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Job Skills Specialization vs Generalization

  1. Aug 20, 2016 #1

    ChrisVer

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    Gold Member

    I was wondering...
    How "desirable" is specialization in experimental physics?
    The thing is that you can always find pros and cons to all kind of personas, and let me explain:
    For example you have a person who did a research on some particular topic during his/her phd. During that research they "mastered" most of the topics around their research (that is what I call specialization). They finish with the PhD and want to continue for a postdoc... This is what's confusing me:
    1. should the postdoc be on the same topic as the phd? That would be awesome because they already know all there is on the field and so they can lead a group/supervise master students or phds... But also they have "nothing" to gain out of it in the sense of researching (ok there are some "exclusions" to that), since they are already "masters of the topic".
    2. should it be on some other topic (eg go from CMS to T2K)? They get the opportunity to deal with something out of what they knew so far, to come accross new experimental challenges and so on, which obviously builds up their "physicist" title... but it takes things off the specialization...

    What is your opinion?
     
  2. jcsd
  3. Aug 20, 2016 #2

    fresh_42

    Staff: Mentor

    My personal opinion is that specialization is always better than generalization. At least in terms of long term goals and gains, within university careers as well as within commercial careers. At least this is my experience with both.
    There is a saying here (and as far as I can see in your avatar, also here):
    Those, who know everything, know nothing in the end.

    A mentor of mine once said: There is no better method to learn something new than to hold a lecture on it. (Sometimes he's been just two weeks ahead of his students!)

    So until you haven't achieved such a position, you should maximize your knowledge in one field rather than looking at everything here and there. This comes automatically by the discussions and debates you will take part in. To become the one to be asked in a certain field is much harder to achieve (and thus more valuable)!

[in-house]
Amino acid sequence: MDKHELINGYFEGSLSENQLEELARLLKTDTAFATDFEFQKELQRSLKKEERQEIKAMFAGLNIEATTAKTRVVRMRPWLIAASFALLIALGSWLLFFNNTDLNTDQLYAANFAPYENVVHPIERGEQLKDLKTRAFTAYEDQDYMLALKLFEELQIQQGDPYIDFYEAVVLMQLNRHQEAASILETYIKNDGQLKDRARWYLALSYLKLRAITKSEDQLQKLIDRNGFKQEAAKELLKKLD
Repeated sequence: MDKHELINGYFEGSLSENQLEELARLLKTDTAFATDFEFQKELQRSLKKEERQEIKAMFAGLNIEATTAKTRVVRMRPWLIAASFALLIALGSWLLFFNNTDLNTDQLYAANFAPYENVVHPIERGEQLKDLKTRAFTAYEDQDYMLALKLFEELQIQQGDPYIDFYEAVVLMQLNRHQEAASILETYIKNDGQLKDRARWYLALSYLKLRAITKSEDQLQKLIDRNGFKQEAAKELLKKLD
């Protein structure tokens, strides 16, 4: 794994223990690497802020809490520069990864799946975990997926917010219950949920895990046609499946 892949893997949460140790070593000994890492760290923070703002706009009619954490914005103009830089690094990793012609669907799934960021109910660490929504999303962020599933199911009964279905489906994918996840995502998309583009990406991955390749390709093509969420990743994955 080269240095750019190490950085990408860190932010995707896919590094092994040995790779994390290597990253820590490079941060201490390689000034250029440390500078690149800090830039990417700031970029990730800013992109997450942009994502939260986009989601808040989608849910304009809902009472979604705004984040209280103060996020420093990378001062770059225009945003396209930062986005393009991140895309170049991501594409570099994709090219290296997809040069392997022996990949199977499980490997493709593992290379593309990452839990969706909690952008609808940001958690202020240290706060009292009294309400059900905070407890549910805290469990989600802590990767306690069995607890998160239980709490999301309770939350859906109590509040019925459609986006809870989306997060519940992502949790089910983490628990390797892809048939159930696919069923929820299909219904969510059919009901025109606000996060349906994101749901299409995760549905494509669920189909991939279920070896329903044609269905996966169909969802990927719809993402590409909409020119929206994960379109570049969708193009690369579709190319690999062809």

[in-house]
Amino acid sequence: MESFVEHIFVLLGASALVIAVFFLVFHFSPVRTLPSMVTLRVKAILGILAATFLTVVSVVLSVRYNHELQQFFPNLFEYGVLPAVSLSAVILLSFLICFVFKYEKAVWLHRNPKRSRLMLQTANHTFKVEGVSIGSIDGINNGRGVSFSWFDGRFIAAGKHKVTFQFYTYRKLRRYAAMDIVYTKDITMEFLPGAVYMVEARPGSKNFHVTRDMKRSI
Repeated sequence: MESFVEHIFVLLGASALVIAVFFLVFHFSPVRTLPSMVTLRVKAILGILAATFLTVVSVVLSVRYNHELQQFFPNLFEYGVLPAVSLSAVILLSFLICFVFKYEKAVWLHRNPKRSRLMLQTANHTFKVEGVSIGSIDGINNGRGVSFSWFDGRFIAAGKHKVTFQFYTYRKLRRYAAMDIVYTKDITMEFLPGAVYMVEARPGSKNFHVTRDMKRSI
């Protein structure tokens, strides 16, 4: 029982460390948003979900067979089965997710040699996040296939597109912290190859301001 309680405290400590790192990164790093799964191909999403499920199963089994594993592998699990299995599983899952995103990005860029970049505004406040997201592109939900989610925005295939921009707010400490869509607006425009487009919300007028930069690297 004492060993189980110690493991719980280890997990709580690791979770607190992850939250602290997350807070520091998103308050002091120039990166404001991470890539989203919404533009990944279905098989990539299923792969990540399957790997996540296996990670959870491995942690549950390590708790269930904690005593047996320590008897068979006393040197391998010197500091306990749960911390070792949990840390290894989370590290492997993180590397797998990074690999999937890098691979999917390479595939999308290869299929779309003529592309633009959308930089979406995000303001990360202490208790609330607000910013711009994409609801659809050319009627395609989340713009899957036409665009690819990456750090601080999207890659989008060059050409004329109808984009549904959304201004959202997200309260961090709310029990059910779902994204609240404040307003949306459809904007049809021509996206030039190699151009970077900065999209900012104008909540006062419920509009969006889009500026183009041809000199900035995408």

Last edited: Aug 20, 2016
  4. Aug 20, 2016 #3

    Choppy

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    Once you finish the PhD, the issue is more one of making the most of the opportunities that you have. As you've pointed out there are advantages and disadvantages to sticking with one little niche area, as there are with branching out.

    It's important to point out that once you've completed the PhD, it's not like you know everything there is to know about that topic, or that field. You're at the point where you're capable of doing independent research in the field. There can still be a lot to learn. And even if you do know everything, that puts you in a better position to push the envelop and do better research. Changing fields means climbing another learning curve. It may not be quite so steep, since at least some of the skills you've picked up should be transferable.

    When transferring fields, the broader the jump, the less likelihood there is of you landing the post-doc position, generally speaking. But one advantage is that you may bring a new perspective into the field, and that can lead to innovation that other people who are more well-versed can't see.
     
  5. Aug 24, 2016 #4

    Andy Resnick

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    2016 Award

    By the time you have earned a PhD, you have almost by definition specialized in something, so this question is moot.

    Usually not- for one thing, you would be competing against your PhD advisor. A post-doc is an opportunity to learn new skills and apply what you know to a new area.

    I don't consider that much of a jump- but sure.
     
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